7 Things Managers Can Do to Improve Employee Performance

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Jul 4, 2013

When spring came around, I was very proud of myself for getting a gym membership. It was about time to get rid of those holiday pounds if I was trying to impress anyone at the pool this summer.

The first two months were great. I worked out consistently and felt better. Then summer has rolled around and I haven’t been to the gym in weeks. Just too busy.

And if I do have free time, I’d rather enjoy the summer. Who would not choose a great BBQ and a cool beer with some friends over throwing around those dumbbells?

The key reasons your employees aren’t performing well

By the end of the summer, I will probably have gained enough weight so that my work out pants don’t fit me anymore. At least I have a reason not to go then.

Helping your employees perform to their highest ability is like going to the gym. It can have really great benefits for you if you’re willing to put in the hard work. So while we put our shoes on for the next gym visit, let’s take a look at the most important reasons your employees are not performing well.

  1. You don’t make enough time for performance evaluations. Seriously, if you only have a 15-minute time slot you cannot get results (gym dilemma!). Organize your calendar and reserve enough time for performance evaluations. They are a great tool for assessing why your employees are not performing well.
  2. You don’t prepare yourself. If you go to the gym without proper shoes, it’s going to be even harder for you to burn those calories. Inform yourself and do your research on your employees in advance. Collect feedback from peers, ask for 360 degree feedback and use tools to assess the employees’ strengths and weaknesses. It is important to get a well-rounded picture of your employees’ performance so you can cater to their individual needs.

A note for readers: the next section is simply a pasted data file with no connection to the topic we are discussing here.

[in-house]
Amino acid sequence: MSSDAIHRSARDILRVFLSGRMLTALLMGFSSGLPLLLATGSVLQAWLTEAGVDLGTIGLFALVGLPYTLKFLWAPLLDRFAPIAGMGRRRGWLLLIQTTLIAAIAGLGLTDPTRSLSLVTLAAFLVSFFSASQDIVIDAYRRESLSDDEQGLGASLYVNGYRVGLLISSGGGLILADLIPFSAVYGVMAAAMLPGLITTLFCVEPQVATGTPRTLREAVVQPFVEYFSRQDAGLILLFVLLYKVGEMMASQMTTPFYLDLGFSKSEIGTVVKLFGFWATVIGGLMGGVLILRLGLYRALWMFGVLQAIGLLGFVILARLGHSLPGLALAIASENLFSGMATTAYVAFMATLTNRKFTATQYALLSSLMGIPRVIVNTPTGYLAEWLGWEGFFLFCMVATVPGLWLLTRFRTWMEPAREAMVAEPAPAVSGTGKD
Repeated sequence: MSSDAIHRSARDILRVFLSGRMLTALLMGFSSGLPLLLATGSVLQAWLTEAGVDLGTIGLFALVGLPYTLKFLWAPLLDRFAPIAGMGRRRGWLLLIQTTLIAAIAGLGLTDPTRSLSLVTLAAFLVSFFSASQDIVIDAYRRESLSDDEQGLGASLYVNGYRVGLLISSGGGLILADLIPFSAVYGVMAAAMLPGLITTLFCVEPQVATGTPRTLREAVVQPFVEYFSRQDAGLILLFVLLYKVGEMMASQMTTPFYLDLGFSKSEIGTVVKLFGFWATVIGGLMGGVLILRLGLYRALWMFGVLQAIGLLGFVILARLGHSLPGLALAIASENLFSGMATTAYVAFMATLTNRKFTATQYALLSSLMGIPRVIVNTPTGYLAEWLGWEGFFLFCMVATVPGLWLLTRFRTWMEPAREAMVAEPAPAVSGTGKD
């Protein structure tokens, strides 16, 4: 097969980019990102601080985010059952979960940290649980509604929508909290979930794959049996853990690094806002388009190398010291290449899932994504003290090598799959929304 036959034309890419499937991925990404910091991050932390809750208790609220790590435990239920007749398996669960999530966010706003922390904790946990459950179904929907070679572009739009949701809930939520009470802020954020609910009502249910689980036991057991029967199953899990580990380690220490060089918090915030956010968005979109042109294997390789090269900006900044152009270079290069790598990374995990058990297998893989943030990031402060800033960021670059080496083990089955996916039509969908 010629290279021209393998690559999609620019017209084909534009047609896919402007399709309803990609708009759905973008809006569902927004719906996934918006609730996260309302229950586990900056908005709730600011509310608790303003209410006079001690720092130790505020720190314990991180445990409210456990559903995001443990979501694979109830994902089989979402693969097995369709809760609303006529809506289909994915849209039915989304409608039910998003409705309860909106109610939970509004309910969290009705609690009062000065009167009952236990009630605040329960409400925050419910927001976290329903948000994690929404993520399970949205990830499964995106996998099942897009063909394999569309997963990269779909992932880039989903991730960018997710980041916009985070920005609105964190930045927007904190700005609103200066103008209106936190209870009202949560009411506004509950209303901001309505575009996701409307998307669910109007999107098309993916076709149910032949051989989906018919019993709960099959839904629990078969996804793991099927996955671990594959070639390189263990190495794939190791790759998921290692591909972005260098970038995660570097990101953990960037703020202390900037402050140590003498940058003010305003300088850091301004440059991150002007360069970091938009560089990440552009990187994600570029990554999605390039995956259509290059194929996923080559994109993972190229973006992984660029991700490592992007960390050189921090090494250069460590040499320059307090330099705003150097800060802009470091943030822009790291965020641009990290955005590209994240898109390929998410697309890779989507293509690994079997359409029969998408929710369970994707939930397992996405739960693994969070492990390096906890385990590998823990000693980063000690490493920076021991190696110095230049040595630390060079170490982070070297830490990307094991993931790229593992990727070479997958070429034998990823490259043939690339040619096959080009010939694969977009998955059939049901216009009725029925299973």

3. You have no idea what your employees are passionate aboutAngela Duckworth gives a breathtaking speech about the key to success. She names “grit” as the decisive factor that makes some people achieve greatness and others fail terribly. It is passion, perseverance and motivation that will give your employees a solid work ethic and will help them achieve their performance goals. Understanding their passions allows you, as a manager, to provide them with opportunities they can get excited about.
  4. You don’t challenge your employees. It is scientifically proven that the brain changes in response to challenge. Setting the right challenges will help your employees develop a “growth mindset” and enlarge their ability to learn. Develop the challenges together and find out the most important objectives for your employees. Just like in the gym, you should try to run a little further every time you get on that treadmill so you can one day reach an ultimate goal.
  5. You fail to measure. If you never weighed yourself before you started working out, you’ll never be able to reward yourself once you reach your workout goals. It is important to identify your employees’ starting points and determine strengths and weaknesses. If you then give your employees clear goals and a “true north”, you will be able to clearly measure achievements.
  6. You fail to follow up. If you want to permanently succeed, you need to create and instill a routine. One workout is not going to make you look like Arnold. Schedule regular appointments and follow up with your employees’ performance. With your analytics in place, you can track the achievements and react accordingly.
  7. You fail to reward. Reward and recognition is necessary to keep your employees engaged. Just like rewarding yourself with ice cream after losing the first five pounds, make your employees feel good when they reach performance goals.

After all, success is contagious.

Did someone ever make you shine? What was your worst job evaluation experience?

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